Airbnb’s legal woes continue


The home sharing giant has continuing legal issues around the world

Last week, New York Governor Andrew Cuomo received a letter from several big names in the tech industry – including PayPal co-founder Peter Thiel, Facebook co-founder Chris Hughes and actor and venture capitalist Ashton Kutcher.

The letter urged Cuomo to veto legislation that would penalize Airbnb hosts who advertise rentals of less than 30 days in permanent Class-A units up to $7,500.

Short term Airbnb rentals have officially been illegal in the US since 2010, reports Biznow, but as the law hasn’t been rigorously enforced, thousands of people continue to use the platform.

Under the current law, the property owner is liable to be penalized – and not the tenant who may have listed the property on the site and who acts as host. This is regardless of whether the owner was aware that the rentals site was being used.

Sherwin Belkin, partner at Belkin Burden Wenig & Goldman insists the legislation does nothing new, but merely fine-tunes the existing law.

“It has nothing to do with technology,” he says. “It’s trying to make sure the wrongdoer is punished, something that the real estate community has been clamoring for a very long time, but only recently got attention because Airbnb’s business—and thus the fines—have gone up exponentially in the last year.”

More: Looking for short-term rental deals? ‘Co-living’ could be for you

Airbnb's CEO Brian Chesky. Image credit: TechCrunch (Flickr)
Airbnb’s CEO Brian Chesky. Image credit: TechCrunch (Flickr)

The popularity of Airbnb and similar sites has continued to climb in Asia. Despite similar legal restrictions, these have rarely been enforced.

In Thailand, Airbnb contravenes the Hotel Act and while these type of short term rentals are commonplace, a crackdown has been seen in the Thai resort town of Phuket.

Last month, owners of all 234 registered condo projects were sent a written warning that they will receive a fine of up to THB20,000, (USD557) or a year in jail, should their property be found to be violating the law.

Bangkok based lawyer Desmond Hughes, of Asia based law firm Hughes Krupica, previously told Property Report:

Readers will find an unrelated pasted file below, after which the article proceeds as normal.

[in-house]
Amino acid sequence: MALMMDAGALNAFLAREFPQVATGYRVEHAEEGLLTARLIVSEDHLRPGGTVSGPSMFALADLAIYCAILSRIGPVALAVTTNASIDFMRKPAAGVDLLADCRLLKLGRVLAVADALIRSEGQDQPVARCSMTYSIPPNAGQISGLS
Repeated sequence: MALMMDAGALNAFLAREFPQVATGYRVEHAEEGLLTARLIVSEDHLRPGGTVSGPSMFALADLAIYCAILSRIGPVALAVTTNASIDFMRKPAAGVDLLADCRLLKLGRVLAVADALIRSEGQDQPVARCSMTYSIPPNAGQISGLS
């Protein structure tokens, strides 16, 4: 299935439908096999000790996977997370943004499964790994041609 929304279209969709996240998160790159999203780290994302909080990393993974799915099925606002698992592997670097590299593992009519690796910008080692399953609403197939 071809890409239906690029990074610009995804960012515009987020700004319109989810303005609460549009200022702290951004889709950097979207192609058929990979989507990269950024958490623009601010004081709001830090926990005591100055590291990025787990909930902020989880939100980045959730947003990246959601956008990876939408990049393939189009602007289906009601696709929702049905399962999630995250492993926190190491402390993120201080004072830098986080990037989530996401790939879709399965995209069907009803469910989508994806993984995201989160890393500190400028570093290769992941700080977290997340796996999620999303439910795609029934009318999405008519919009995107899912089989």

“Airbnb and companies like them are not responsible for legal compliance of the landlords and tenants. Therefore, no reliance or burden can be shifted away to them in general terms.” He continued: “When it comes to individuals using their properties for standalone occasional rental, they must have regard to the laws of Thailand and cannot rely upon the use of an internet portal to somehow ‘escape’ from regulation.”

Similarly, in Singapore, while Airbnb and the similar PandaBed thrive in terms of popularity, it’s technically illegal to rent out rooms or entire apartment for less than six months in the city state. Many homeowners however, continue to take the risk to earn extra income.

Well aware of their legal compliance issues, Airbnb offers advice on their website regarding how site users should be aware of local laws before using the site:

Some cities have laws that restrict your ability to host paying guests for short periods. These laws are often part of a city’s zoning or administrative codes. In many cities, you must register, get a permit, or obtain a license before you list your property or accept guests. Certain types of short-term bookings may be prohibited altogether. Local governments vary greatly in how they enforce these laws. Penalties may include fines or other enforcement.

Read next: Japan slowly opens up to the private home rental sector